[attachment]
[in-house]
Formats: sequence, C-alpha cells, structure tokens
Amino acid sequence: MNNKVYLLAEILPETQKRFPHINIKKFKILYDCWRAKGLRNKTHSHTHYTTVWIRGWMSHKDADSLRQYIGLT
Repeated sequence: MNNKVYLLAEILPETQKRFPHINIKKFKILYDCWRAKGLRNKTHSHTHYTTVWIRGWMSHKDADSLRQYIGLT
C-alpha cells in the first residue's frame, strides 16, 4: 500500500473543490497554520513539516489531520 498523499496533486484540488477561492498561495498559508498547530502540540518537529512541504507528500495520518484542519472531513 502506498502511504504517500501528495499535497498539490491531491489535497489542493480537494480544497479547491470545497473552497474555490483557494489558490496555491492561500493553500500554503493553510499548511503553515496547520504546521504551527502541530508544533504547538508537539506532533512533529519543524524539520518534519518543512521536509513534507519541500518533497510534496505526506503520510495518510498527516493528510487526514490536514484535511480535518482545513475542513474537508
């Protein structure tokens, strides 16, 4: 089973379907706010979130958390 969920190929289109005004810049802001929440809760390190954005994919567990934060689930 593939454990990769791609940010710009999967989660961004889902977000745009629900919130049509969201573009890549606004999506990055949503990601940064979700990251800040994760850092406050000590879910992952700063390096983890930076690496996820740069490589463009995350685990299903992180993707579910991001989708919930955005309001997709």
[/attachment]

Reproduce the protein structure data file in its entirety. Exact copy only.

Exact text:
[in-house]
Formats: sequence, C-alpha cells, structure tokens
Amino acid sequence: MNNKVYLLAEILPETQKRFPHINIKKFKILYDCWRAKGLRNKTHSHTHYTTVWIRGWMSHKDADSLRQYIGLT
Repeated sequence: MNNKVYLLAEILPETQKRFPHINIKKFKILYDCWRAKGLRNKTHSHTHYTTVWIRGWMSHKDADSLRQYIGLT
C-alpha cells in the first residue's frame, strides 16, 4: 500500500473543490497554520513539516489531520 498523499496533486484540488477561492498561495498559508498547530502540540518537529512541504507528500495520518484542519472531513 502506498502511504504517500501528495499535497498539490491531491489535497489542493480537494480544497479547491470545497473552497474555490483557494489558490496555491492561500493553500500554503493553510499548511503553515496547520504546521504551527502541530508544533504547538508537539506532533512533529519543524524539520518534519518543512521536509513534507519541500518533497510534496505526506503520510495518510498527516493528510487526514490536514484535511480535518482545513475542513474537508
């Protein structure tokens, strides 16, 4: 089973379907706010979130958390 969920190929289109005004810049802001929440809760390190954005994919567990934060689930 593939454990990769791609940010710009999967989660961004889902977000745009629900919130049509969201573009890549606004999506990055949503990601940064979700990251800040994760850092406050000590879910992952700063390096983890930076690496996820740069490589463009995350685990299903992180993707579910991001989708919930955005309001997709």